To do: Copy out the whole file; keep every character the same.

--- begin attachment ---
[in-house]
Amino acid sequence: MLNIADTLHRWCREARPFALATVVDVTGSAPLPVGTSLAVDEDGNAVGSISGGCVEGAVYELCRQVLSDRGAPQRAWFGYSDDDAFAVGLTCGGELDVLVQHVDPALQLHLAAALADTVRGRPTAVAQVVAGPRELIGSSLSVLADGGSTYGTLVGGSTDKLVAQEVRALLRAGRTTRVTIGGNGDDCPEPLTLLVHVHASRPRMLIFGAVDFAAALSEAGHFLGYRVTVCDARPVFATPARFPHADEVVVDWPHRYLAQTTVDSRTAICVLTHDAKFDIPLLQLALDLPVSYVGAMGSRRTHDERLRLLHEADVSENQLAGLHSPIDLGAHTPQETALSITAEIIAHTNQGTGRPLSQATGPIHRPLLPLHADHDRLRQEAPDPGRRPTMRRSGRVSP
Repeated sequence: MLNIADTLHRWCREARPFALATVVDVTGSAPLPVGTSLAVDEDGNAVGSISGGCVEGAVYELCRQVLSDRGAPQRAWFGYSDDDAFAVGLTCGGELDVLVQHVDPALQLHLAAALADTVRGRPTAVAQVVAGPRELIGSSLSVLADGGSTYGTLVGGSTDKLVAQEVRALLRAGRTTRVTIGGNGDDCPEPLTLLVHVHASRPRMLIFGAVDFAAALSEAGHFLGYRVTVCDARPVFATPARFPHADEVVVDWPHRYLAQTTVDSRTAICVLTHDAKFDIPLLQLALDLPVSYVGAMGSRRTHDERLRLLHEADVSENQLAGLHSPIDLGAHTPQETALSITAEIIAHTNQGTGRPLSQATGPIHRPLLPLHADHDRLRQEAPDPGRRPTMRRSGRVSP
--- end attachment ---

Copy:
[in-house]
Amino acid sequence: MLNIADTLHRWCREARPFALATVVDVTGSAPLPVGTSLAVDEDGNAVGSISGGCVEGAVYELCRQVLSDRGAPQRAWFGYSDDDAFAVGLTCGGELDVLVQHVDPALQLHLAAALADTVRGRPTAVAQVVAGPRELIGSSLSVLADGGSTYGTLVGGSTDKLVAQEVRALLRAGRTTRVTIGGNGDDCPEPLTLLVHVHASRPRMLIFGAVDFAAALSEAGHFLGYRVTVCDARPVFATPARFPHADEVVVDWPHRYLAQTTVDSRTAICVLTHDAKFDIPLLQLALDLPVSYVGAMGSRRTHDERLRLLHEADVSENQLAGLHSPIDLGAHTPQETALSITAEIIAHTNQGTGRPLSQATGPIHRPLLPLHADHDRLRQEAPDPGRRPTMRRSGRVSP
Repeated sequence: MLNIADTLHRWCREARPFALATVVDVTGSAPLPVGTSLAVDEDGNAVGSISGGCVEGAVYELCRQVLSDRGAPQRAWFGYSDDDAFAVGLTCGGELDVLVQHVDPALQLHLAAALADTVRGRPTAVAQVVAGPRELIGSSLSVLADGGSTYGTLVGGSTDKLVAQEVRALLRAGRTTRVTIGGNGDDCPEPLTLLVHVHASRPRMLIFGAVDFAAALSEAGHFLGYRVTVCDARPVFATPARFPHADEVVVDWPHRYLAQTTVDSRTAICVLTHDAKFDIPLLQLALDLPVSYVGAMGSRRTHDERLRLLHEADVSENQLAGLHSPIDLGAHTPQETALSITAEIIAHTNQGTGRPLSQATGPIHRPLLPLHADHDRLRQEAPDPGRRPTMRRSGRVSP